"Put it on her chair!" said Mrs. Arable. Mr. Arable set the carton down at Fern's place. Then he walked to the sink and washed his hands and dried them on the roller towel.

Fern came slowly down the stairs. Her eyes were red from crying. As she approached her chair, the carton wobbled, and there was a scratching noise. Fern looked at her father. Then she lifted the lid of the carton. There, inside, looking up at her, was the newborn pig. It was a white one. The morning light shone through its ears, turning them pink.

"He's yours," said Mr. Arable. "Saved from an untimely death. And may the good Lord forgive me for this foolishness."

Fern couldn't take her eyes off the tiny pig. "Oh," she whispered. "Oh, look at him! He's absolutely perfect."

She closed the carton carefully. First she kissed her father, then she kissed her mother. Then she opened the lid again, lifted the pig out, and held it against her cheek. At this moment her brother Avery came into the room. Avery was ten. He was heavily armed-an air rifle in one hand, a wooden dagger in the other.

"What's that?" he demanded. "What's Fern got?"

"She's got a guest for breakfast," said Mrs. Arable. "Wash your hands and face, Avery!"

"Let's see it!" said Avery, setting his gun down.

"You call that miserable thing a pig? That's a fine specimen of a pig-it's no bigger than a white rat."

"Wash up and eat your breakfast, Avery!" said his mother. "The school bus will be along in half an hour."

"Can I have a pig, too, Pop?" asked Avery.

"No, I only distribute pigs to early risers," said Mr. Arable. "Fern was up at daylight, trying to rid the world of injustice. As a result, she now has a pig. A small one, to be sure, but nevertheless a pig. It just shows what can happen if a person gets out of bed promptly. Let's eat!"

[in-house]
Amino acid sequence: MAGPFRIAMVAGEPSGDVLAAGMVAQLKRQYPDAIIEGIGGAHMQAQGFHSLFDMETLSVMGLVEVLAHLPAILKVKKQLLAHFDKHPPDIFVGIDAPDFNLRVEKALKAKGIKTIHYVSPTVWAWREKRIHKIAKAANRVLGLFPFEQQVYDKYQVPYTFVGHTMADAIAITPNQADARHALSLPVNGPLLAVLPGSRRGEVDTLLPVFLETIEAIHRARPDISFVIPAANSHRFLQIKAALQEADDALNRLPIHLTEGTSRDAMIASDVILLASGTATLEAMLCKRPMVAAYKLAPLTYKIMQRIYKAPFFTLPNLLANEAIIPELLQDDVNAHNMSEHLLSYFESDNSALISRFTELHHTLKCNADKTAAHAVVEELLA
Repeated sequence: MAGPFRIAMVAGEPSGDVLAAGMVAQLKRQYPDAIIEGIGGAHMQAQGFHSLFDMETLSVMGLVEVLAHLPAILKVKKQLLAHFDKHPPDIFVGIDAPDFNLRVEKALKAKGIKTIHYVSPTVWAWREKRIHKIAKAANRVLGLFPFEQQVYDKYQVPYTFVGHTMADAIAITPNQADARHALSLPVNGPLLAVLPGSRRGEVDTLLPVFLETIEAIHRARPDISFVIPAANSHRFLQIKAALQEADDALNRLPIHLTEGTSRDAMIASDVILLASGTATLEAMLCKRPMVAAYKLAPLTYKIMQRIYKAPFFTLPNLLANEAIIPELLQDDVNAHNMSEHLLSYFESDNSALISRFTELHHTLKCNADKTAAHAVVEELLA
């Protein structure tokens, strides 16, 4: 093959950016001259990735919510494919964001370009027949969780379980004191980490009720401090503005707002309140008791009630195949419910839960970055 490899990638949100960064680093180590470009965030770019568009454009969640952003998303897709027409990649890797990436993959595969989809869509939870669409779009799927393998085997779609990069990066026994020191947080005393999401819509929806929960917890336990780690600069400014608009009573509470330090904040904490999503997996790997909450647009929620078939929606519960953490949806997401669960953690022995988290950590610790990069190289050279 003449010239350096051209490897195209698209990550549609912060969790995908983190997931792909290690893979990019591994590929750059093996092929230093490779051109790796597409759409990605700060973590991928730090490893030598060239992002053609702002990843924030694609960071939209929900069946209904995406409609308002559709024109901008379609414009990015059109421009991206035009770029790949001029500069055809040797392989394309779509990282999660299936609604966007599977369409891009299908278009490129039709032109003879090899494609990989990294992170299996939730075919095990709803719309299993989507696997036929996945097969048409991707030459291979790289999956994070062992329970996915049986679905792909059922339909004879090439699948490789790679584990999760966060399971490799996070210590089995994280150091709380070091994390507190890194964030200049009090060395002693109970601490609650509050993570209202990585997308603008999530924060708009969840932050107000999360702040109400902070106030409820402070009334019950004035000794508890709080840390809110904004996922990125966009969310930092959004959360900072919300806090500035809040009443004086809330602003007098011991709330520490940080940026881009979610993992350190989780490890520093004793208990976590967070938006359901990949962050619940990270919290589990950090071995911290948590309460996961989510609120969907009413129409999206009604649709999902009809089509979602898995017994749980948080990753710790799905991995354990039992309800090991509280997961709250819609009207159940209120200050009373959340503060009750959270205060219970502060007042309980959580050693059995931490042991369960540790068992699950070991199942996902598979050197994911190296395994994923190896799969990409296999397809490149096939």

But Fern couldn't eat until her pig had had a drink of milk. Mrs. Arable found a baby's nursing bottle and a rubber nipple. She poured warm milk into the bottle, fitted the nipple over the top, and handed it to Fern. "Give him his breakfast!" she said.

A minute later, Fern was seated on the floor in the corner of the kitchen with her infant between her knees, teaching it to suck from the bottle. The pig, although tiny, had a good appetite and caught on quickly.

The school bus honked from the road.

"Run!" commanded Mrs. Arable, taking the pig from Fern and slipping a doughnut into her hand. Avery grabbed his gun and another doughnut.

The children ran out to the road and climbed into the bus. Fern took no notice of the others in the bus. She just sat and stared out of the window, thinking what a blissful world it was and how lucky she was to have entire charge of a pig. By the time the bus reached school, Fern had named her pet, selecting the most beautiful name she could think of.

"Its name is Wilbur," she whispered to herself.

She was still thinking about the pig when the teacher said: "Fern, what is the capital of Pennsylvania?"

"Wilbur," replied Fern, dreamily. The pupils giggled. Fern blushed.

Charlotte's Web Book and Charm. Copyright © by E. White. Reprinted by permission of HarperCollins Publishers, Inc. All rights reserved. Available now wherever books are sold.
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Customer Reviews

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Sort by: Showing all of 3 Customer Reviews
  • Anonymous

    Posted June 1, 2005

    E.B. White's Classics Books

    I think that E.B. White is a famous author and a great person.Mostly E.B. White's books like Charlottes Web is a great books to read.

    Was this review helpful? Yes  No   Report this review
  • Anonymous

    Posted February 22, 2005

    Charlotte`s Web is one of my favorites!

    A little pig who is the runt of a litter is saved by a girl named Fern.She takes care of him until he is sold on a farm. There he makes many friends but the best one is a spider named Charlotte.

    Was this review helpful? Yes  No   Report this review
  • Anonymous

    Posted December 4, 2004

    oziel's opinion

    this is a good book for kids so you don't get bored.

    Was this review helpful? Yes  No   Report this review